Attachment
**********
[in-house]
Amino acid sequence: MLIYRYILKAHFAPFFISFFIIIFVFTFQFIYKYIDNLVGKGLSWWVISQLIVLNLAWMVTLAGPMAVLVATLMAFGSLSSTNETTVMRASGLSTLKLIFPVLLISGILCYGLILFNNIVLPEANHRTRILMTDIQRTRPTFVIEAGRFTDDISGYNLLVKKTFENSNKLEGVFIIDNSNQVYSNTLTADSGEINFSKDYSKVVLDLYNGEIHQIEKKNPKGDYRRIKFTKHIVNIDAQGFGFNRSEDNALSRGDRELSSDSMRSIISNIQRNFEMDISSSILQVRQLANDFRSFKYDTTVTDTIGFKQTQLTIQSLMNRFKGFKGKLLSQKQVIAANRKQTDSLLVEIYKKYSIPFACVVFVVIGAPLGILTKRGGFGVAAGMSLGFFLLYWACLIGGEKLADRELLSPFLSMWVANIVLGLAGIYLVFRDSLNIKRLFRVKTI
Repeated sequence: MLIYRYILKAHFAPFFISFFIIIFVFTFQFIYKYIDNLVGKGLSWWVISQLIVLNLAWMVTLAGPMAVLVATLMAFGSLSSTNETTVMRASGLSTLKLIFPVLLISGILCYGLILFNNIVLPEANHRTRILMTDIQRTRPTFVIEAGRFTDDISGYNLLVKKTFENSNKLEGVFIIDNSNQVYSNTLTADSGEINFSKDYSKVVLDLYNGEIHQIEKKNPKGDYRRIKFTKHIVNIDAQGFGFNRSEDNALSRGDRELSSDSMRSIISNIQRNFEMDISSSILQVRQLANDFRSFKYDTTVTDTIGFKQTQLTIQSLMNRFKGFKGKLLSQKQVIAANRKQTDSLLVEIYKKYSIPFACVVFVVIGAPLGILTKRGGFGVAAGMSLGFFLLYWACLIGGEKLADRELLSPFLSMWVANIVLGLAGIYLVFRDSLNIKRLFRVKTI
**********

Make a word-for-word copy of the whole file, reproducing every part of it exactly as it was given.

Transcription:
[in-house]
Amino acid sequence: MLIYRYILKAHFAPFFISFFIIIFVFTFQFIYKYIDNLVGKGLSWWVISQLIVLNLAWMVTLAGPMAVLVATLMAFGSLSSTNETTVMRASGLSTLKLIFPVLLISGILCYGLILFNNIVLPEANHRTRILMTDIQRTRPTFVIEAGRFTDDISGYNLLVKKTFENSNKLEGVFIIDNSNQVYSNTLTADSGEINFSKDYSKVVLDLYNGEIHQIEKKNPKGDYRRIKFTKHIVNIDAQGFGFNRSEDNALSRGDRELSSDSMRSIISNIQRNFEMDISSSILQVRQLANDFRSFKYDTTVTDTIGFKQTQLTIQSLMNRFKGFKGKLLSQKQVIAANRKQTDSLLVEIYKKYSIPFACVVFVVIGAPLGILTKRGGFGVAAGMSLGFFLLYWACLIGGEKLADRELLSPFLSMWVANIVLGLAGIYLVFRDSLNIKRLFRVKTI
Repeated sequence: MLIYRYILKAHFAPFFISFFIIIFVFTFQFIYKYIDNLVGKGLSWWVISQLIVLNLAWMVTLAGPMAVLVATLMAFGSLSSTNETTVMRASGLSTLKLIFPVLLISGILCYGLILFNNIVLPEANHRTRILMTDIQRTRPTFVIEAGRFTDDISGYNLLVKKTFENSNKLEGVFIIDNSNQVYSNTLTADSGEINFSKDYSKVVLDLYNGEIHQIEKKNPKGDYRRIKFTKHIVNIDAQGFGFNRSEDNALSRGDRELSSDSMRSIISNIQRNFEMDISSSILQVRQLANDFRSFKYDTTVTDTIGFKQTQLTIQSLMNRFKGFKGKLLSQKQVIAANRKQTDSLLVEIYKKYSIPFACVVFVVIGAPLGILTKRGGFGVAAGMSLGFFLLYWACLIGGEKLADRELLSPFLSMWVANIVLGLAGIYLVFRDSLNIKRLFRVKTI